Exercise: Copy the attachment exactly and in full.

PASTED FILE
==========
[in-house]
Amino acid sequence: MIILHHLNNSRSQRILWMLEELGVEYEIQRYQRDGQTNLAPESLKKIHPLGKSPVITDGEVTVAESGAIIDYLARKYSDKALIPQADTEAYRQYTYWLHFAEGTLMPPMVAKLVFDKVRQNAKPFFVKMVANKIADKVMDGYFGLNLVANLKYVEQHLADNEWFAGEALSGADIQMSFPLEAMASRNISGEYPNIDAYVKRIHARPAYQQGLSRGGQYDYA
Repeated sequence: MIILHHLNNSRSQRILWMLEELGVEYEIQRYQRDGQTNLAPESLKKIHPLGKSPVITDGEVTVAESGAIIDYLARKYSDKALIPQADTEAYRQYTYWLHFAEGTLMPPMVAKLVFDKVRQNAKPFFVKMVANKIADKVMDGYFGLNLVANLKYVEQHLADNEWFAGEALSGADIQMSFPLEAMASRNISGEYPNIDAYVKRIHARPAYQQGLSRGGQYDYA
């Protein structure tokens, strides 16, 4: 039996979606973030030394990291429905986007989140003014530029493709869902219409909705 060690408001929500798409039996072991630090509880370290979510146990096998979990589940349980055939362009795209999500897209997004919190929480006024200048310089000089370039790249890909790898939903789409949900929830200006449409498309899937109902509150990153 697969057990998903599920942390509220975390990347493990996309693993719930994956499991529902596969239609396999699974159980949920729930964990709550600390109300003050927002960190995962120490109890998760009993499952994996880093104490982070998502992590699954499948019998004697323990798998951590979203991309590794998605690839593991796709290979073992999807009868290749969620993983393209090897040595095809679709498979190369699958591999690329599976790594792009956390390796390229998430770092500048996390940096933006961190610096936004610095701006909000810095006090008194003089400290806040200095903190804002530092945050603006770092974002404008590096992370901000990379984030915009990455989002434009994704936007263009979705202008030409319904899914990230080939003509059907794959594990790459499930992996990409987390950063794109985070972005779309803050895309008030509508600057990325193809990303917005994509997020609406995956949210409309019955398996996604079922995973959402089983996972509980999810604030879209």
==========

[in-house]
Amino acid sequence: MIILHHLNNSRSQRILWMLEELGVEYEIQRYQRDGQTNLAPESLKKIHPLGKSPVITDGEVTVAESGAIIDYLARKYSDKALIPQADTEAYRQYTYWLHFAEGTLMPPMVAKLVFDKVRQNAKPFFVKMVANKIADKVMDGYFGLNLVANLKYVEQHLADNEWFAGEALSGADIQMSFPLEAMASRNISGEYPNIDAYVKRIHARPAYQQGLSRGGQYDYA
Repeated sequence: MIILHHLNNSRSQRILWMLEELGVEYEIQRYQRDGQTNLAPESLKKIHPLGKSPVITDGEVTVAESGAIIDYLARKYSDKALIPQADTEAYRQYTYWLHFAEGTLMPPMVAKLVFDKVRQNAKPFFVKMVANKIADKVMDGYFGLNLVANLKYVEQHLADNEWFAGEALSGADIQMSFPLEAMASRNISGEYPNIDAYVKRIHARPAYQQGLSRGGQYDYA
């Protein structure tokens, strides 16, 4: 039996979606973030030394990291429905986007989140003014530029493709869902219409909705 060690408001929500798409039996072991630090509880370290979510146990096998979990589940349980055939362009795209999500897209997004919190929480006024200048310089000089370039790249890909790898939903789409949900929830200006449409498309899937109902509150990153 697969057990998903599920942390509220975390990347493990996309693993719930994956499991529902596969239609396999699974159980949920729930964990709550600390109300003050927002960190995962120490109890998760009993499952994996880093104490982070998502992590699954499948019998004697323990798998951590979203991309590794998605690839593991796709290979073992999807009868290749969620993983393209090897040595095809679709498979190369699958591999690329599976790594792009956390390796390229998430770092500048996390940096933006961190610096936004610095701006909000810095006090008194003089400290806040200095903190804002530092945050603006770092974002404008590096992370901000990379984030915009990455989002434009994704936007263009979705202008030409319904899914990230080939003509059907794959594990790459499930992996990409987390950063794109985070972005779309803050895309008030509508600057990325193809990303917005994509997020609406995956949210409309019955398996996604079922995973959402089983996972509980999810604030879209």